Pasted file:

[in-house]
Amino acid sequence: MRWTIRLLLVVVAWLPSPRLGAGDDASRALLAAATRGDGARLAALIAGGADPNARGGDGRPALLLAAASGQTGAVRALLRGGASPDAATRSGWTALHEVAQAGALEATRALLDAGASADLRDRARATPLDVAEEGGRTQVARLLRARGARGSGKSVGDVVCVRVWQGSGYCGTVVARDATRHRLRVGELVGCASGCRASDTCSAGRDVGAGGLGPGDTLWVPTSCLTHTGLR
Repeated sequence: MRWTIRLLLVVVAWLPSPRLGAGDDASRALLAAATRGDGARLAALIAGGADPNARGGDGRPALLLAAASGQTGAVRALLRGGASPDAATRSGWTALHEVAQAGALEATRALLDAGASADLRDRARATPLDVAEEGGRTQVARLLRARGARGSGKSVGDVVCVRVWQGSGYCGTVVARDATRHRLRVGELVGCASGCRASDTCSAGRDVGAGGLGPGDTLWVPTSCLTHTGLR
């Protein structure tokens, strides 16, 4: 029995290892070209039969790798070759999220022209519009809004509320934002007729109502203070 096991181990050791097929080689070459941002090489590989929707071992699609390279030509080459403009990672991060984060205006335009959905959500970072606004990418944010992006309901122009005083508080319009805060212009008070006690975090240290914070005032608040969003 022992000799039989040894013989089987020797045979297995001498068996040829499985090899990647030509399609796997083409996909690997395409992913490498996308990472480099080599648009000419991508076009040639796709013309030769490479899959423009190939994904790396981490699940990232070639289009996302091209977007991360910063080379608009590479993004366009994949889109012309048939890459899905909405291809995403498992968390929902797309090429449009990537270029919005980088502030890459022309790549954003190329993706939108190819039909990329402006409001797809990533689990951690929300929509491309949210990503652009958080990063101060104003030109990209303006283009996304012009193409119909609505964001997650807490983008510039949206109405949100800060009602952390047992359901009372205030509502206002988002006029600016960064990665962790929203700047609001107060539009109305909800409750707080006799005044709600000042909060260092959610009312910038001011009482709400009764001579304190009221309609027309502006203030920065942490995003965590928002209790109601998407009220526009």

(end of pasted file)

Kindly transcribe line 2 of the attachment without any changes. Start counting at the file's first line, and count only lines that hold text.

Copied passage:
Amino acid sequence: MRWTIRLLLVVVAWLPSPRLGAGDDASRALLAAATRGDGARLAALIAGGADPNARGGDGRPALLLAAASGQTGAVRALLRGGASPDAATRSGWTALHEVAQAGALEATRALLDAGASADLRDRARATPLDVAEEGGRTQVARLLRARGARGSGKSVGDVVCVRVWQGSGYCGTVVARDATRHRLRVGELVGCASGCRASDTCSAGRDVGAGGLGPGDTLWVPTSCLTHTGLR